Thursday July 12, 2018
There has been a trend both locally, nationally and internationally of an increase in the number of syphilis cases being seen. If left untreated this condition can cause significant mortality and morbidity.
Worryingly there has been several cases of congenital syphilis locally in the past year. It may be a condition that many of us have not had much experience with.
Some key points are:
- Most cases are in MSM (men who have sex with men) but the number of cases in women is also rising. Don’t forget to ask about sexual behaviours when doing a STI screen as 50% of MSM do not disclose this to their GP unless asked.
- It can occur at any age after sexual debut, although most common in young men aged 20-34 and in women of childbearing age. There have been cases in the 70+ age group.
- A quarter of positive tests in MSM are for asymptomatic STI screening. Think about doing , as a minimum, an annual screen in this group. For high-risk MSM it should be 6- or even 3-monthly.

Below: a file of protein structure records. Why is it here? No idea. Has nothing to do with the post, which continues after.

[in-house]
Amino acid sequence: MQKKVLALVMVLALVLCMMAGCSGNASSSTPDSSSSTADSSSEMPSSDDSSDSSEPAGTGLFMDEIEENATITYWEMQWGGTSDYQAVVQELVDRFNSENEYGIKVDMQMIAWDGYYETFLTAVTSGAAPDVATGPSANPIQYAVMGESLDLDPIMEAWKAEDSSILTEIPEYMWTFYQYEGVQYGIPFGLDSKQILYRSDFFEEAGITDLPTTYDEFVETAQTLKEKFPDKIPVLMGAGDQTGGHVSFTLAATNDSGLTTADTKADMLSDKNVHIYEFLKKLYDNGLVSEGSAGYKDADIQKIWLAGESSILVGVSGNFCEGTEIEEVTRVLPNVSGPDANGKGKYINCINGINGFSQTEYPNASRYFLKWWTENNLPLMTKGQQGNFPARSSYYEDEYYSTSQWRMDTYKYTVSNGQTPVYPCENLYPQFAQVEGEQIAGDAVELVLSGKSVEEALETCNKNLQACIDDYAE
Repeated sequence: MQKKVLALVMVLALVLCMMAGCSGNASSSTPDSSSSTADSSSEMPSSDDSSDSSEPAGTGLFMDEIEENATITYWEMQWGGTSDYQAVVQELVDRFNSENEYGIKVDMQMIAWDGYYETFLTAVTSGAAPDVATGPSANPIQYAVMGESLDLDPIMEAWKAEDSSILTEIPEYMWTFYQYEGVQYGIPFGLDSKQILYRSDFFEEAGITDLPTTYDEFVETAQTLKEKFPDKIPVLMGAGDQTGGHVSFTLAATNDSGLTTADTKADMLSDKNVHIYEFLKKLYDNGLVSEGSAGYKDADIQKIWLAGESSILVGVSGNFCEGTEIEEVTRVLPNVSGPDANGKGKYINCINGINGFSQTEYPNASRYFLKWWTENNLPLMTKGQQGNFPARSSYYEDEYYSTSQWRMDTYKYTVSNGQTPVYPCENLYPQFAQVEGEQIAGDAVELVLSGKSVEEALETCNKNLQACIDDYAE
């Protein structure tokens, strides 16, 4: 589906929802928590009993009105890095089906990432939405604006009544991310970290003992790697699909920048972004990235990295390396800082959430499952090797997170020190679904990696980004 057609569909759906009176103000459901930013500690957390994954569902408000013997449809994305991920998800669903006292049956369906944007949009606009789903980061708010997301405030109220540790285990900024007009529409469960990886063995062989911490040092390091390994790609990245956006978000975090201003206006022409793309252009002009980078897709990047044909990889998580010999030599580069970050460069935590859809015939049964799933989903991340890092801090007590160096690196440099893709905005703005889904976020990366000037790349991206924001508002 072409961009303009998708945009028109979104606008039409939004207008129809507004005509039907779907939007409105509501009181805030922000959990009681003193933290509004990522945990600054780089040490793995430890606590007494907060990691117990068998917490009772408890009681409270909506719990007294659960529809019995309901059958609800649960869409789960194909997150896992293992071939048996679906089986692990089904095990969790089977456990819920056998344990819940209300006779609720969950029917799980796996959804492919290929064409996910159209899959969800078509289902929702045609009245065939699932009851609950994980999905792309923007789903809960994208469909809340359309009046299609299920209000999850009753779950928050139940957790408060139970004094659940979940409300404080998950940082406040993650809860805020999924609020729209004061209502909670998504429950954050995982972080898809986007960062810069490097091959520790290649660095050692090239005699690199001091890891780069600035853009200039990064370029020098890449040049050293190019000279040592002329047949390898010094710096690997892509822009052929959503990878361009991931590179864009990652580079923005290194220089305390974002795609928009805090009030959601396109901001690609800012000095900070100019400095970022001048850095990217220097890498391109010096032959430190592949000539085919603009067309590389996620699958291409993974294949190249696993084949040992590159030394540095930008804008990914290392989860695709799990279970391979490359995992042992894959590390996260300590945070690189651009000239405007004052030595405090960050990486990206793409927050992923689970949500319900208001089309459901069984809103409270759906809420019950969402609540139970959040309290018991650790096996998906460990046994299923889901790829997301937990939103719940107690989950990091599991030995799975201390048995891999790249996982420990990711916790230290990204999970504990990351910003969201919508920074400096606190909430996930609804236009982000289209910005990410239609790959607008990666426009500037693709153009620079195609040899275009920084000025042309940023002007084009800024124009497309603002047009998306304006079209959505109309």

- Congenital syphilis is an entirely preventable disease – ALWAYS screen at first antenatal visit but also repeat if there is any change in sexual partner.
- If you suspected herpes with a genital ulcer and the test is negative THINK of syphilis as an alternative diagnosis. In fact, best practice is to test at the first presentation any genital ulcer for syphilis as well.
- The sexual health services are more than willing to offer advice and support if you do come across any cases. The patient can be referred via an e-Referral in BPAC.
Resources to help improve your knowledge and confidence in screening, identifying and treating this disease:
- Syphilis Management Guidelines
- Video of a recent local sexual health education day with a talk given on syphilis by Dr Jane Morgan. Please contact firstname.lastname@example.org for the link (not for general public release, for health professionals only. Please be mindful of this if sharing with others.)
- NZSHS website - http://www.nzshs.org/guidelines
REMEMBER A SEXUAL HEALTH SCREEN IS NOT COMPLETE WITHOUT TESTING FOR SYPHILIS AND HIV SEROLOGY